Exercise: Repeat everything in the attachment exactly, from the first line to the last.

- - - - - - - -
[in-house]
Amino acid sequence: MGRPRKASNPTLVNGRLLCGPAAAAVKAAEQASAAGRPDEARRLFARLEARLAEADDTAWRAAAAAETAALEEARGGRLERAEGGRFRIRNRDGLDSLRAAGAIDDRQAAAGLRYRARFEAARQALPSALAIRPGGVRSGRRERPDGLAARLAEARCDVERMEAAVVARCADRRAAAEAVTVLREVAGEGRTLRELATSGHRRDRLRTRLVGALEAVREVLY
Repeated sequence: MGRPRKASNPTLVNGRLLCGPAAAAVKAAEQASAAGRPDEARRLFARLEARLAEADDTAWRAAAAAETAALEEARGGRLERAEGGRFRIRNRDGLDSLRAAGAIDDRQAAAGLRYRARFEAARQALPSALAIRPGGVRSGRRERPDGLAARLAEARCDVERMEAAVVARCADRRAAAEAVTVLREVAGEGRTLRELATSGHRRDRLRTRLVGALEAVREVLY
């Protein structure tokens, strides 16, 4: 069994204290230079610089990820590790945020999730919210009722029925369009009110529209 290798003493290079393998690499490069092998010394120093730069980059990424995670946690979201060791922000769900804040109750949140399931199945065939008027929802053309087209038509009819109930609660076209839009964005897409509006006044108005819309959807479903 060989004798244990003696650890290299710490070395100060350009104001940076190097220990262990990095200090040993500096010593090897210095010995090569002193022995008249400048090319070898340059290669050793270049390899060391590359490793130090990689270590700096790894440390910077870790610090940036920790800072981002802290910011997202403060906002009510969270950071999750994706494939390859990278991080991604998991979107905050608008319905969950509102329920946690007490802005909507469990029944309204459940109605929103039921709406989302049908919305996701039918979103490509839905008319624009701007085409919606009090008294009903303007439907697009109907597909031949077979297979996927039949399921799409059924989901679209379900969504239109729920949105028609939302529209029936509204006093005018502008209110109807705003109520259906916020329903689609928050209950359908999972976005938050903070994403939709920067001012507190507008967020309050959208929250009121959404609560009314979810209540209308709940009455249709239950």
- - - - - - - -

[in-house]
Amino acid sequence: MGRPRKASNPTLVNGRLLCGPAAAAVKAAEQASAAGRPDEARRLFARLEARLAEADDTAWRAAAAAETAALEEARGGRLERAEGGRFRIRNRDGLDSLRAAGAIDDRQAAAGLRYRARFEAARQALPSALAIRPGGVRSGRRERPDGLAARLAEARCDVERMEAAVVARCADRRAAAEAVTVLREVAGEGRTLRELATSGHRRDRLRTRLVGALEAVREVLY
Repeated sequence: MGRPRKASNPTLVNGRLLCGPAAAAVKAAEQASAAGRPDEARRLFARLEARLAEADDTAWRAAAAAETAALEEARGGRLERAEGGRFRIRNRDGLDSLRAAGAIDDRQAAAGLRYRARFEAARQALPSALAIRPGGVRSGRRERPDGLAARLAEARCDVERMEAAVVARCADRRAAAEAVTVLREVAGEGRTLRELATSGHRRDRLRTRLVGALEAVREVLY
């Protein structure tokens, strides 16, 4: 069994204290230079610089990820590790945020999730919210009722029925369009009110529209 290798003493290079393998690499490069092998010394120093730069980059990424995670946690979201060791922000769900804040109750949140399931199945065939008027929802053309087209038509009819109930609660076209839009964005897409509006006044108005819309959807479903 060989004798244990003696650890290299710490070395100060350009104001940076190097220990262990990095200090040993500096010593090897210095010995090569002193022995008249400048090319070898340059290669050793270049390899060391590359490793130090990689270590700096790894440390910077870790610090940036920790800072981002802290910011997202403060906002009510969270950071999750994706494939390859990278991080991604998991979107905050608008319905969950509102329920946690007490802005909507469990029944309204459940109605929103039921709406989302049908919305996701039918979103490509839905008319624009701007085409919606009090008294009903303007439907697009109907597909031949077979297979996927039949399921799409059924989901679209379900969504239109729920949105028609939302529209029936509204006093005018502008209110109807705003109520259906916020329903689609928050209950359908999972976005938050903070994403939709920067001012507190507008967020309050959208929250009121959404609560009314979810209540209308709940009455249709239950």